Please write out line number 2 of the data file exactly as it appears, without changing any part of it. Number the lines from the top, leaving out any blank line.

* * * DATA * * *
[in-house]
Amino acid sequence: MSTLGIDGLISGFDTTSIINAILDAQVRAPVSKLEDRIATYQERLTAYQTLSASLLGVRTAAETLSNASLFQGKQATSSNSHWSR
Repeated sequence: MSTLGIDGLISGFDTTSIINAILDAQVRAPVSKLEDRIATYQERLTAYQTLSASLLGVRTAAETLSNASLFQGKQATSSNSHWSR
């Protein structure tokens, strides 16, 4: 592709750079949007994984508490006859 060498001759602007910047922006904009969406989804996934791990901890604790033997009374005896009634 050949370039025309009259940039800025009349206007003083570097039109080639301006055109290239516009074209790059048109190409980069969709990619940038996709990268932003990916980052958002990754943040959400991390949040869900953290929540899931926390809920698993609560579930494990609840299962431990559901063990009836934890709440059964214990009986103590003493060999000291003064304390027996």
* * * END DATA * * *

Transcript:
Amino acid sequence: MSTLGIDGLISGFDTTSIINAILDAQVRAPVSKLEDRIATYQERLTAYQTLSASLLGVRTAAETLSNASLFQGKQATSSNSHWSR